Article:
The RoastRite color analyzer came in very handy last week:
My local coffee importer rep brought back a dozens bags of a nice Honduras Pacamara microlot https://www.royalny.com/assets/img/coff ... s/5721.pdf
from a recent trip. I excitedly put my name on one bag pending sample approval.
I received the 1# sample and did a medium roast, dropping about 2:15 into 1C. I cupped it the next morning and was very disappointed to find it exceedingly meh. I call this "hole in the donut coffee". Nothing offensive in the cup, no roast defects to speak of, just no sweetness or flavor either. Considering this is not and inexpensive coffee, I felt badly that I would have to renege on my commitment to purchase.
But before doing that, I suggested we get together and cup my roast, along with a sample roast that they prepared with their bank of Probat sample roasters. I'll admit, the thought was creeping into my head that it may be my relatively inexpensive air roaster was not capable of roasting this coffee well.
So we met up over the cupping table the past Tuesday and started slurping. Sure enough, each of their two roasts were bright and juicy and nuanced with terrific body. My kind of coffee. The roast I did was flat and boring like someone just sucked the life of it. It reinforced my concern, coupled with the thread How does high airflow strip flavor from the bean?
, that somehow my roaster was deficient and I needed to spend $20-30K on a new drum roaster to take my game to the next level.
The fact that their roasts were great and mine was lacking did not solve my commitment to purchase dilemma. If my roaster couldn't make this coffee taste good, I would still have to turn it down.
Then came the RoastRite to the rescue. I ran out to my car to get it and started measuring the coffees. Their two samples measured 59/72 (bean/ground) and 60/73. Mine measured 54/50. That is quite a bit darker, but you could not tell that looking at the beans. My roast, when ground, did look darker, but without measuring, it was hard to quantify how much.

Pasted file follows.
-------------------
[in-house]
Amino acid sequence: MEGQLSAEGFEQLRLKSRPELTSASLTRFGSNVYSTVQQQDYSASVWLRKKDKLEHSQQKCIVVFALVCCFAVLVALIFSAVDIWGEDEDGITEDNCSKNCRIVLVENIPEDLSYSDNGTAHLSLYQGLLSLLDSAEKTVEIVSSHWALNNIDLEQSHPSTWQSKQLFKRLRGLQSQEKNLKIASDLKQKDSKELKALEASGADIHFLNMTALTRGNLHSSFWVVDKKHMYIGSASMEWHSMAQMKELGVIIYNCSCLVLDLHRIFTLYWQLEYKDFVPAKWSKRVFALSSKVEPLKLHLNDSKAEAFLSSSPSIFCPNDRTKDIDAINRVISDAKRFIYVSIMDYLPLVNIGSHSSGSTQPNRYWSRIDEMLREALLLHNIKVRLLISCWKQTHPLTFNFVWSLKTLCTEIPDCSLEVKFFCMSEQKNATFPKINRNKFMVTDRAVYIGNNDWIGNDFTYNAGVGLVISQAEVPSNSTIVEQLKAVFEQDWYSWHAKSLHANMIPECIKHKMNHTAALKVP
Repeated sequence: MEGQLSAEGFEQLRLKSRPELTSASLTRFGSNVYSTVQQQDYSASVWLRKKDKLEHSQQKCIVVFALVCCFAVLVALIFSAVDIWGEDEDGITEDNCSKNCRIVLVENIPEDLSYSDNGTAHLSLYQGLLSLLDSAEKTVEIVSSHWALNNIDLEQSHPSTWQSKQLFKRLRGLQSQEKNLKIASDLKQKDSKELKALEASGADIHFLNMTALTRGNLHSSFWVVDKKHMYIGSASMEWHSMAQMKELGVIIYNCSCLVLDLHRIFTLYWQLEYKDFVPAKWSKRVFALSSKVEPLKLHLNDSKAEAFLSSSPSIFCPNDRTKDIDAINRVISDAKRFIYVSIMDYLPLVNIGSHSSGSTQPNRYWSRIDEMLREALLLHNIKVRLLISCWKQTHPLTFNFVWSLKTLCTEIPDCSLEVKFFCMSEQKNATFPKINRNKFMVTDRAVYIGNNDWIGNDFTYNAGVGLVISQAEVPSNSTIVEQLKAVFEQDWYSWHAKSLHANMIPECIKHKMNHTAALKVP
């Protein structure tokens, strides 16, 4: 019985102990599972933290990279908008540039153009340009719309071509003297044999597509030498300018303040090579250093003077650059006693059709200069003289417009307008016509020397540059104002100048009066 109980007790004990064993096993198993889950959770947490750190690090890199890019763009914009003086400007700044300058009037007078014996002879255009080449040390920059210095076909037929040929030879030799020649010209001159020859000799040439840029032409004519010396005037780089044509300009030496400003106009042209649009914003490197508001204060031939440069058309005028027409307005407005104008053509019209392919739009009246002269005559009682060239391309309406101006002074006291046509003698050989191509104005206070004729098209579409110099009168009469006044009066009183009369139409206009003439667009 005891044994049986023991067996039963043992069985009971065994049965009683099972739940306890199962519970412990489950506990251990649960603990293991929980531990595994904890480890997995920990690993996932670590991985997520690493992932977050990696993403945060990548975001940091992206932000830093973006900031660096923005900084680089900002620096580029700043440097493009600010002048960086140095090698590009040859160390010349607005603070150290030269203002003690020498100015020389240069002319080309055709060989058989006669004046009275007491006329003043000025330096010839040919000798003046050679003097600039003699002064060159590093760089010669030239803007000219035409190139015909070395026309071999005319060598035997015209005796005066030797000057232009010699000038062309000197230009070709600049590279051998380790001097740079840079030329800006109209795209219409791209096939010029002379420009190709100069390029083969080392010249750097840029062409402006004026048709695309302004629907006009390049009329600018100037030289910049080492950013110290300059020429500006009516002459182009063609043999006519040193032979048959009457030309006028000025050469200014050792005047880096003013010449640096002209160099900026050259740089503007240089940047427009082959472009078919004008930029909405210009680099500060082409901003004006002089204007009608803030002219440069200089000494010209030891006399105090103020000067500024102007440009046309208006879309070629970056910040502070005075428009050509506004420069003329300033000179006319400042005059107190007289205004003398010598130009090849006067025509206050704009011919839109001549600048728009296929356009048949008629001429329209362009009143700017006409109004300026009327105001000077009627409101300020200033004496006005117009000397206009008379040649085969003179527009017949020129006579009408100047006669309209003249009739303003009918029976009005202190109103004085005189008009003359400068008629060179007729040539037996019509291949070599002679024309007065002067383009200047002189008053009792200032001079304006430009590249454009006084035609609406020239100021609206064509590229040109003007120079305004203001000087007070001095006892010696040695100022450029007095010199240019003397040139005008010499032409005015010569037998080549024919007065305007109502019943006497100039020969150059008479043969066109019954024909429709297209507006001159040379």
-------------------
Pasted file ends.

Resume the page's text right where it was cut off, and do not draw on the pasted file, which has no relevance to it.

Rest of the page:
Now armed with more data, I suggested buying another sample and try roasting it again...lighter this time.
It would be nice having a roast development analyzer inside my roaster, but I went with best guess and dropped at 1:35, just when 1C was winding down. It measured 62/69 and as it turned out...close enough.
I brought what was left of the better of their two roasts along with my roast 2.0 to the bar and made a couple of pour overs.
I sipped both coffees back and forth for the better part on an hour and came away with a few things. First, I do not need a new drum coffee roaster in order to roast great coffees greatly. All my employees and including the market manager (who only drinks my coffee now) said they liked my roast better. She used the term "pickles" when describing her overall thought of the importer's roast. I didn't get pickles, but some sour, underdeveloped notes did creep in as it cooled.
My other takeaway was that their roast did have (after an hour back and forth) a bit more body along with being less developed, confirming (at least for this instance) the adage that drum roasted coffee can have more body than air roasted coffee. That said, if I was scoring these coffees for body, I would give their coffee no more than a half point increase. Maybe an 88.5 instead of 88. The difference was very subtle and if I wasn't A/Bing them back to back, I would not have picked it up.
The lesson there is written words on the internet can read black and white and not in appropriate degrees. When we read air roasted coffee has less body we think air roasted coffee is like tea water and drum roasted coffee like molasses. My findings from this very small sample is that more can mean very little more and hardly worth noting, as in this case.
So I'm very grateful for my new RoastRite analyzer. It wasn't cheap, but it may have saved me a pile of money on a new roaster.
As far as this thread goes, it seems the less "even" coffee won out over the more evenly, albeit darker roasted.